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The Anacostia Library will be closed from Monday, July 22 - Sunday, Aug. 4 for a scheduled facilities project. Learn more on the Anacostia Library page.

This month I’m rounding up a short-list of selections from MLK’s Adult Services department book clubs and regular programs for Black History Month. If you’re interested in joining a program or reading along with any of our book clubs, please email us at

Black Studies Book Club Pick: 

The Wretched of the Earth book cover

The Wretched of the Earth by Frantz Fanon: Fanon’s far-reaching influence persists in his writings that center liberation struggles against the exploitation and dehumanizing violence of colonial empire. The Wretched of the Earth looks at the case of Algeria striving for its eventual independence from France. Fanon believed that colonized peoples maintain the right to defend themselves using the language of the oppressor, which is violence. His other notable works include Black Skin, White Masks and A Dying Colonialism. Fanon’s work influenced such important figures as Malcolm X, Stephen Biko, and Che Guevara.

Calendars and Clocks Book Club Pick: 

Erasure book cover

Erasure by Percival Everett: Percival Everett’s blazing satire, Erasure, was recently adapted into the 2023 film, American Fiction. Everett’s protagonist, Thelonious “Monk” Ellison, is a professor and writer, who finds himself out of luck in a publishing world that doesn’t deem his writing as marketable 'Black' literature. In response, he pens a farce of a novel that satirizes the success of another (fictional) writer’s debut. His book, never meant for publication, is released under a pseudonym and becomes a hit. Cue the ensuing madness Monk must face along with his personal heartaches.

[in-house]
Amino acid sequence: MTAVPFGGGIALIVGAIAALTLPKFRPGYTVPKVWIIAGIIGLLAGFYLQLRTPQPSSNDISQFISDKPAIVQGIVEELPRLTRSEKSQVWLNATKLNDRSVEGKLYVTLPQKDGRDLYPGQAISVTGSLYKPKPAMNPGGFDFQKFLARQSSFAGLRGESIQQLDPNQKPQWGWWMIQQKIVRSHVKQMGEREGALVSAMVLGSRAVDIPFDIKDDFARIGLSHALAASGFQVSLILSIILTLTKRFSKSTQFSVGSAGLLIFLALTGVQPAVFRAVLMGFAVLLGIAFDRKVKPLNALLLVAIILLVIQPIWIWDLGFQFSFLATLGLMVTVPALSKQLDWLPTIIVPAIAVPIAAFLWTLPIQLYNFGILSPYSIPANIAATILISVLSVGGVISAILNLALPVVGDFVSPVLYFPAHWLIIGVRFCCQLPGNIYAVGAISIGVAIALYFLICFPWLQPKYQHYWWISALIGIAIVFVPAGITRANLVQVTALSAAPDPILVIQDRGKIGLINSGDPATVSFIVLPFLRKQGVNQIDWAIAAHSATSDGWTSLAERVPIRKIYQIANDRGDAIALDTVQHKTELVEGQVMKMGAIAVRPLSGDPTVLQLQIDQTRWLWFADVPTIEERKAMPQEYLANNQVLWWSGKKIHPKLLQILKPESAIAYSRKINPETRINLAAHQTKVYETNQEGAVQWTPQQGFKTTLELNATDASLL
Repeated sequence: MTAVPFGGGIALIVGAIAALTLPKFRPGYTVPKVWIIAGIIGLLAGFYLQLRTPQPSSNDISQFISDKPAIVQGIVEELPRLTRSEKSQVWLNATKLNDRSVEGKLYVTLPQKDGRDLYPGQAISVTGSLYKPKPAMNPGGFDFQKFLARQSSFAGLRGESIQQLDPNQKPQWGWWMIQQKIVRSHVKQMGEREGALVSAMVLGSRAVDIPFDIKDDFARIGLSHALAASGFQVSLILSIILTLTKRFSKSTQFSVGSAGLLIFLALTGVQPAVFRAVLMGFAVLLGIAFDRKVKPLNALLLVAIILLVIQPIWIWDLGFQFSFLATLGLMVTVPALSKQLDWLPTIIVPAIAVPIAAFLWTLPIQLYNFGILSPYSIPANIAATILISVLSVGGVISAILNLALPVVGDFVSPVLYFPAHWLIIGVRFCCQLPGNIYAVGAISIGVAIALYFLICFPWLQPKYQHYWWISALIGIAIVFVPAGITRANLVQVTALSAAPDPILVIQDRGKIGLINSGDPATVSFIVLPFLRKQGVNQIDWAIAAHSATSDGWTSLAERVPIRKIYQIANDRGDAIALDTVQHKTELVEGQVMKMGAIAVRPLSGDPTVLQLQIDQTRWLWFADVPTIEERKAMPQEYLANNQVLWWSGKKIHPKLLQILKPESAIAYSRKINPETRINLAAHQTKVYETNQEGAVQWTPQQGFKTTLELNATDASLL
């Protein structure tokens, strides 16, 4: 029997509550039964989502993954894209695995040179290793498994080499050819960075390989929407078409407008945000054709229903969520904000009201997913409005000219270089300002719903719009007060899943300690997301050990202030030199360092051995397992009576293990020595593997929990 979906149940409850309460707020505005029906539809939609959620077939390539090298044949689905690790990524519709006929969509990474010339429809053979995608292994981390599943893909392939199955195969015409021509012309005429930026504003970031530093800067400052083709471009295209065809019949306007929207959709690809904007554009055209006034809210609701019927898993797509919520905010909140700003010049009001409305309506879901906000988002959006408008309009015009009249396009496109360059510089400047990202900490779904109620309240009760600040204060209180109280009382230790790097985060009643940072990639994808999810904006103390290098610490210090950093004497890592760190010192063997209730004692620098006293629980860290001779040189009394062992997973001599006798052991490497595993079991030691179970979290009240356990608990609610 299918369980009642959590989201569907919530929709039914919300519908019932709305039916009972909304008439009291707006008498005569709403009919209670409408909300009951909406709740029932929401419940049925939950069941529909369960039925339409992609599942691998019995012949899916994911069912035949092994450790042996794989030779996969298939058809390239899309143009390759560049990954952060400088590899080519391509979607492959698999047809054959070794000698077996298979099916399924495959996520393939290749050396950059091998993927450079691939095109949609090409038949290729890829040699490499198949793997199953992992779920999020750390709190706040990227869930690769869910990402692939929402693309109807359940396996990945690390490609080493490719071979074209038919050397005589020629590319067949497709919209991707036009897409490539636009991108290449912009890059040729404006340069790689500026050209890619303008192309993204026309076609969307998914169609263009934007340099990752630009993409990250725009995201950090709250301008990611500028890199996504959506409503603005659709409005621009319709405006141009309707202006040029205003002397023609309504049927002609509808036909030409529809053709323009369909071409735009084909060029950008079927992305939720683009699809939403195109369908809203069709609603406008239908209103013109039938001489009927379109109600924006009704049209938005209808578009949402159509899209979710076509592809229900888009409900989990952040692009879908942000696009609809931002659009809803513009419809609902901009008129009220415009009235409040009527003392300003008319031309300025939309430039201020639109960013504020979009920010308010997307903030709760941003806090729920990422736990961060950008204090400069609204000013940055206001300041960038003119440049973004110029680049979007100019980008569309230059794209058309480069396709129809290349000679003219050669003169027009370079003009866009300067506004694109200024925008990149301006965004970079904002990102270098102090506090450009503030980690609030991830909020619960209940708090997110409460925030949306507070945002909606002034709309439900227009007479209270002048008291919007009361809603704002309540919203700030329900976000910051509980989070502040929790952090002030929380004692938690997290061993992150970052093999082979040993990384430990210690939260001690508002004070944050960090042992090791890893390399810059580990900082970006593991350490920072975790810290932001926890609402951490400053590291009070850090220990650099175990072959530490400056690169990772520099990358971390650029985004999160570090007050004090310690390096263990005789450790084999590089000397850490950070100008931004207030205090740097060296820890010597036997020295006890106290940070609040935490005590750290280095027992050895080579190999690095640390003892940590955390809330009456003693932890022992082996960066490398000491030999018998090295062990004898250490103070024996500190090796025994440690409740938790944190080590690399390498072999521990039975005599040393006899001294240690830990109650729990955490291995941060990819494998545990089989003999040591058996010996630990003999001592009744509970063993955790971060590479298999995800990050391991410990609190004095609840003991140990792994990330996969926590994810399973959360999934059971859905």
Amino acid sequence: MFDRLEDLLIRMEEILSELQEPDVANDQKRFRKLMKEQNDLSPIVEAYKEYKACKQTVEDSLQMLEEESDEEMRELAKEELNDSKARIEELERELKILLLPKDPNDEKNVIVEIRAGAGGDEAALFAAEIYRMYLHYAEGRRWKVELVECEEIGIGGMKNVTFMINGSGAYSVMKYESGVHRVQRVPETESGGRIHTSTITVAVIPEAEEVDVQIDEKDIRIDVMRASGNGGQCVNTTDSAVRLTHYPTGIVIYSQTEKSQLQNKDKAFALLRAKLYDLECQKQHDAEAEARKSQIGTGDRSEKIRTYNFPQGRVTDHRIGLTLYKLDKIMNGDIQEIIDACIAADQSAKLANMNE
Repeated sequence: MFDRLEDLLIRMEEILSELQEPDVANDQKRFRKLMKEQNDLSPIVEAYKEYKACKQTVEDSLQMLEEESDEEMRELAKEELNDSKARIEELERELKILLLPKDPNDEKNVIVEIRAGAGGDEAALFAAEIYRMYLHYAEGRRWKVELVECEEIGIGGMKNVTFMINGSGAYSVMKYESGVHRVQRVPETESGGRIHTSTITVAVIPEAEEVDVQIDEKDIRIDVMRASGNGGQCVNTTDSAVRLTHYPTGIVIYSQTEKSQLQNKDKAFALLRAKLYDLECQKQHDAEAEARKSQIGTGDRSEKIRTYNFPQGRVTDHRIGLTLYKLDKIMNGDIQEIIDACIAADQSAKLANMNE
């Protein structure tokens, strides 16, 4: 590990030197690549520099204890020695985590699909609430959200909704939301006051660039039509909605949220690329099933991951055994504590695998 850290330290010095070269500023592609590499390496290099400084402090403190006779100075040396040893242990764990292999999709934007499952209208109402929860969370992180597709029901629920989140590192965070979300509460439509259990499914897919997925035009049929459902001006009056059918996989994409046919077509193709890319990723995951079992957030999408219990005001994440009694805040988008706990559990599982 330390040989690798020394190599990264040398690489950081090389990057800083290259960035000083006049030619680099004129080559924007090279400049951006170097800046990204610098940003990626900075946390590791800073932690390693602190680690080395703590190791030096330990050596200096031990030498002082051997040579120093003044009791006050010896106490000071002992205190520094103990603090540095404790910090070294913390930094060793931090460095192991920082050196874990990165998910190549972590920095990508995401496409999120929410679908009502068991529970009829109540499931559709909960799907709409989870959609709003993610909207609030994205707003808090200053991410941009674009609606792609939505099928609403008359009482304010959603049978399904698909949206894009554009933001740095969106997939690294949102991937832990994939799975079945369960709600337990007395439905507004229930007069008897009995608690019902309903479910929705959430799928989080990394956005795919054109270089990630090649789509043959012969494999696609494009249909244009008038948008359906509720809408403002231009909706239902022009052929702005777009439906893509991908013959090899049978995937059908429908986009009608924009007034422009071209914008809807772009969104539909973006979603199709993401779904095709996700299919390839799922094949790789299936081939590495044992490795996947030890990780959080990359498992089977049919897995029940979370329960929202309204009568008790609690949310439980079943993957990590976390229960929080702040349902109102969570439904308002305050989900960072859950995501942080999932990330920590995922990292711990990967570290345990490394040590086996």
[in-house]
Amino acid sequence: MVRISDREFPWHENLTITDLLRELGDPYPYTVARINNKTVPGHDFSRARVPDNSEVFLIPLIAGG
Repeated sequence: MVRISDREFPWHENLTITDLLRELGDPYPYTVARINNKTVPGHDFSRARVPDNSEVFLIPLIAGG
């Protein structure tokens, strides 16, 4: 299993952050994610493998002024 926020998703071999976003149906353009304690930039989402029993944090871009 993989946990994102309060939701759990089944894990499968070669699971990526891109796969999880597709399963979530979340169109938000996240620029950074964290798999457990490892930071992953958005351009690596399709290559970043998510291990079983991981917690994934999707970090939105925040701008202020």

Literary Book Club Pick: 

If Beale Street Could Talk book cover

If Beale Street Could Talk by James Baldwin: Read this classic set in 1970s Harlem, as young sweethearts Alonzo, a budding sculptor better known as Fonny and Clementine (known as Tish) fight for their future with the support of both their families. Tish learns she is pregnant while Fonny is incarcerated for a crime he didn’t commit. There is love, resilience and an exploration of vulnerability in their lives fraught with the callous inequities faced by their community. 

Love in Color Book Club Pick: 

Seven Days in June book cover

Seven Days in June by Tia Williams: Love in Color celebrates diverse romance writers and love in all its unique pairings, cultures, and iterations. Seven Days in June tells the story of two writers whose long-ago short-lived but consuming romance comes back to haunt them when one of them pops back into the other’s world in New York. Love and Color also highly recommends any novels written by authors Talia Hibbert and Jasmine Guillory.

MLK Tuesday Night Films Pick: 

Black Panther: Panther’s Rage book cover

Black Panther: Panther’s Rage by Sheree Renée Thomas: This novel by acclaimed Science Fiction and Fantasy author, Sheree Renée Thomas, picks up a storyline from the original Black Panther comic and expands upon the world of Wakanda and its heroes.




Open Mic Night Pick:  

On the Bus with Rosa Parks book cover

On the Bus with Rosa Parks by Rita Dove: Dove was the Poet Laureate Consultant in Poetry for the Library of Congress from 1993 to 1995, the first African American to serve in this role. This collection of poems charts Rosa Parks significance as a catalyst in history from something as mundane as riding the bus. The work also examines Rita Dove’s personal connection to the space and time that Parks and other important figures occupy in both the present as well as the heyday of the civil rights movement.    

Bonus (My personal pick): 
BTTM FDRS book cover
BTTM FEEDERS by Ezra Claytan Daniels and Ben Passmore: A young artist in search of affordable rent moves back to Chicago to Bottomyards, but something evil lurks in the old mysterious building where she’s trying to get settled and chase her creative dreams. There is biting social commentary, sharp dialogue, and bright hallucinatory artwork to keep you page-turning in this realistic fable of gentrification horror.    


Audiences: Adults